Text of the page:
Slice of Life 27:
St. Francis of Assisi stood in our back yard, watching over us all 34 years on Campbell Ave. I have hazy memories of looking up to the ledge where he was imbedded onto the concrete, an elevated caped slab which jutted out from our garage. He stood, representing generations of our patriarchal family name. Signifying faith and values in a measure I could not yet begin to understand.
I have a vivid memory in second grade. The night before my First Holy Communion, as I was getting out of the bath, my mom showed me that she got me nylons; not little girl tights, but nylons. I felt special. I knew that tomorrow was going to be a big day.
When I was in third grade, my sister and I used to read scripture before bed or even wake up before school at times. One night in February, we woke up at 3 am and escaped to our back yard. We took two cups of water from the kitchen faucet and went outside. With our knees in the dirt of the soil of our yard, we prayed and baptized ourselves. I was nine.
My mom used to play Christian music while she cleaned; mostly musicians such as Michael Card and Harvest. We memorized the lyrics and the sounds of my mom’s voice singing along as we would dust the front room tables or be sweeping under the dining room table. We laugh when one of us busts out in song,
“Are we walking into the enemies camp
Laying our weapons down
Shedding our armor as we go
Leaving it on the ground
We’ve got to be strong in the Power of his Might
Prove to the enemy
We are the army of the Lord and we’ve won the victory” -Harvest “Army of the Lord”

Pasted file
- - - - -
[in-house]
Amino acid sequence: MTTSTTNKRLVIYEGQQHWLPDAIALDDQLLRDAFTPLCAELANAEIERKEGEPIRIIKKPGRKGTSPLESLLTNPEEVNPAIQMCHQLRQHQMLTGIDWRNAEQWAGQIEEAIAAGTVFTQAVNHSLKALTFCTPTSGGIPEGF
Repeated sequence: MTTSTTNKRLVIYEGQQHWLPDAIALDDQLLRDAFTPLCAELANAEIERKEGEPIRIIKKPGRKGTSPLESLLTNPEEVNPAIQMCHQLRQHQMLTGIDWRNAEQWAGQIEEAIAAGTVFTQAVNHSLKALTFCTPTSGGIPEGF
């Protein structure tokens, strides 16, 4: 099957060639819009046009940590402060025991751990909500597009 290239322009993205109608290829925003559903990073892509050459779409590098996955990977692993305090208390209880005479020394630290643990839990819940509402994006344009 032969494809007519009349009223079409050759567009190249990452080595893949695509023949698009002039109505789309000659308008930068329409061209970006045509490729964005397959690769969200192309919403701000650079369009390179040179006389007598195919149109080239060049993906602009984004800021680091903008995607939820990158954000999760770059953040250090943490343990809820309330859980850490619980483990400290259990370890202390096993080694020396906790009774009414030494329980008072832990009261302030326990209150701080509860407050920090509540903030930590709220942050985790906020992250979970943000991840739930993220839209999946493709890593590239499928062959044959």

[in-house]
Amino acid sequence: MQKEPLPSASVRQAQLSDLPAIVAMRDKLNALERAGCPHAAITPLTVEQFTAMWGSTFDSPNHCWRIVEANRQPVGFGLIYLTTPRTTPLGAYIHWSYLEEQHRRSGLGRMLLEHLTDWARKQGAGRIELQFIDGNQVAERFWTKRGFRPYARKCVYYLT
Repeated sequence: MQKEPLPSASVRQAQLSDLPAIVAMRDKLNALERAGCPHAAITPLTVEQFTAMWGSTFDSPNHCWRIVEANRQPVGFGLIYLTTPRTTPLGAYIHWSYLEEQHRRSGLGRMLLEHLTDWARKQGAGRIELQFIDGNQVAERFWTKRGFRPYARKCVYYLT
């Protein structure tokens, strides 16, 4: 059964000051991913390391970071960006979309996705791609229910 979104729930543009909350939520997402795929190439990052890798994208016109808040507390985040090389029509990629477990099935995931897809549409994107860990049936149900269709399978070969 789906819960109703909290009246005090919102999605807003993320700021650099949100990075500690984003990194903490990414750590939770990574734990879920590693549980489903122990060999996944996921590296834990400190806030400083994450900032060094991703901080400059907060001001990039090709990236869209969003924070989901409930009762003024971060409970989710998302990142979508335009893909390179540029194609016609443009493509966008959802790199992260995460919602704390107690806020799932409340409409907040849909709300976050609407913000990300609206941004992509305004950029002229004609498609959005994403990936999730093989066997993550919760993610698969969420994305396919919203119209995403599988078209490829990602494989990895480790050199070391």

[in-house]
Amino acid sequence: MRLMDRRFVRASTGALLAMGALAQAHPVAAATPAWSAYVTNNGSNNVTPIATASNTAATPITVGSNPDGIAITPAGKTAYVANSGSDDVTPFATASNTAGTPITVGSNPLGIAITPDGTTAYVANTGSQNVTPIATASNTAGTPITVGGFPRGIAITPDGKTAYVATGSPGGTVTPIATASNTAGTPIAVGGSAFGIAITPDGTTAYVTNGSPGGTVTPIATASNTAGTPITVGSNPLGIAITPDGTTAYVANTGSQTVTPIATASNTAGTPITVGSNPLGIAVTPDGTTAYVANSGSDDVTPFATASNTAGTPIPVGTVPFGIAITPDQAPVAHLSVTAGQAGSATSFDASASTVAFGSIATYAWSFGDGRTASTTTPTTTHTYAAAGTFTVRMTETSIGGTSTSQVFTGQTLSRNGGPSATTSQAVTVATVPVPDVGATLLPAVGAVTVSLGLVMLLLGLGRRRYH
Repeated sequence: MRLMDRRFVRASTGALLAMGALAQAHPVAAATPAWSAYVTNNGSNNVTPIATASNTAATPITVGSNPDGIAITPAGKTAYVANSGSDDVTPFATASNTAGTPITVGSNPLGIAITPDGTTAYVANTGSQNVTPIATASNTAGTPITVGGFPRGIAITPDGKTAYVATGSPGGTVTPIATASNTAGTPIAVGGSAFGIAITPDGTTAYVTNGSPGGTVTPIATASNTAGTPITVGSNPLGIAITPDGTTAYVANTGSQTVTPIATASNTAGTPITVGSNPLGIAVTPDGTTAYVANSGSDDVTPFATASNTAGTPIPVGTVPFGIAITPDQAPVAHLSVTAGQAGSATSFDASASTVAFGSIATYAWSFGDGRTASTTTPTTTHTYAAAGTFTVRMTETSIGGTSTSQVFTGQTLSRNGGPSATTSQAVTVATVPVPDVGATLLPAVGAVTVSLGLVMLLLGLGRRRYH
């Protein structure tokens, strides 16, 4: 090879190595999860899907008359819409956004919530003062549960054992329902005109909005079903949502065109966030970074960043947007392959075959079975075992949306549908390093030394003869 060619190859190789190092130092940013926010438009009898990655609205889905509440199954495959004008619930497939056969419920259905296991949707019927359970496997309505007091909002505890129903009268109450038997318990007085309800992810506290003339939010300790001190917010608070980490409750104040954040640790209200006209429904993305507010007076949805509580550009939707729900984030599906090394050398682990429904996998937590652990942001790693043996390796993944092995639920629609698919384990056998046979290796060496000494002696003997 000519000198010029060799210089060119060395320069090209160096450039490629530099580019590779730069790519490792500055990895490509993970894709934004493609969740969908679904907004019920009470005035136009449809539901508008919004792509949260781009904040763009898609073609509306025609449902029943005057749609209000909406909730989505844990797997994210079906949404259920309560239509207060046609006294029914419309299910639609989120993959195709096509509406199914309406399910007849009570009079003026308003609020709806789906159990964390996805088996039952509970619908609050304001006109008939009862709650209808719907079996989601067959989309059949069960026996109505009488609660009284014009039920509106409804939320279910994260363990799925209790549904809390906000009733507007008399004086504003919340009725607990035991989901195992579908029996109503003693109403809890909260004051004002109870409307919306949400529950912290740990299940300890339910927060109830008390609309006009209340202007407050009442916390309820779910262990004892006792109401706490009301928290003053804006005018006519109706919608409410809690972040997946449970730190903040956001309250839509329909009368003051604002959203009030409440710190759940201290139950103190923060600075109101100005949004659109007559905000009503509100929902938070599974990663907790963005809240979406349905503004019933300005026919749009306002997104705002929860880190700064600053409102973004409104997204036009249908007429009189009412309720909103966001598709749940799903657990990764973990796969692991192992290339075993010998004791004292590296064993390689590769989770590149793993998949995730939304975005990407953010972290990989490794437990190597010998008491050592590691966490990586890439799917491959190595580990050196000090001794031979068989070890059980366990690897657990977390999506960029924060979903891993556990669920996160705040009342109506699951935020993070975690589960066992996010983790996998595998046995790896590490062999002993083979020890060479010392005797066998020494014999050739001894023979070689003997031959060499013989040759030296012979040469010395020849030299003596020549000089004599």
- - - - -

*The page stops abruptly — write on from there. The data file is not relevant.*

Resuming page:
We still laugh to this day. For whatever reason, maybe it was how hard my mom used to get into it, how she would sing and stomp her one foot just a little too aggressively in our opinion… endearingly, it always cracks us up.
We went to church every Sunday. When we got old enough, my siblings and I would go by ourselves, or at least go up until the homily, grab a bulletin, and then head to McDonalds or the park. When we would return home my mom or dad would ask, “So, What was the message from today’s gospel?” Most often, we would be prepared. Once in a while, however, someone would flub up and we would be busted.
I prayed every morning in school, rehearsed prayers which took years and years to fully process the meanings of and the depth. From Pre-K to senior year of high school, every day of my life, I have been reminded and told to give praise, to give thanks, to give back. To, “put God # 1,” as my mom would say.
“Bless us oh Lord, for these thy gifts which we are about to receive…”
Before every family meal.
After my formal Christian education, I explored others pools of belief and thought. We are all God’s children and he loves us each with unconditional love, so what was the rest of the world up to? Having been taught to accept, love, and respect others, my curiosity led me to learn about other world religions. I learned that similar principles reign throughout. Love, respect, humility, reverence…All of these served as the pronounced values in major world religions.
I think back to my upbringing, to my evolving relationship with God, my faith; as a child, an adolescent, and now into adulthood. Growing up we fought, and still do on occasion, more civilly of course. We skipped mass (the kids, not you mom and dad!). We may laugh at inappropriate times. My parents did so much right though. They set amazing examples of work ethic. They set an outstanding example of commitment. They showed us what it means to sacrifice. To give. I look back and recognize now, how God’s light shined in our household. In our Irish Catholic household, we fought, we laughed, and we prayed; in no particular order.
Throughout it all, good ol’ St. Francis watched over us. He’s probably resting somewhere, leaned up inside the confines of a darkened garage on this night. No matter, like so many other symbols in our lives growing up, it was his message that was of importance. His message to serve humbly and to love with all your might. Big ups to you, St. Frank. I tip my hat to you.
“Lord, make me an instrument of your peace.
Where there is hatred, let me sow love;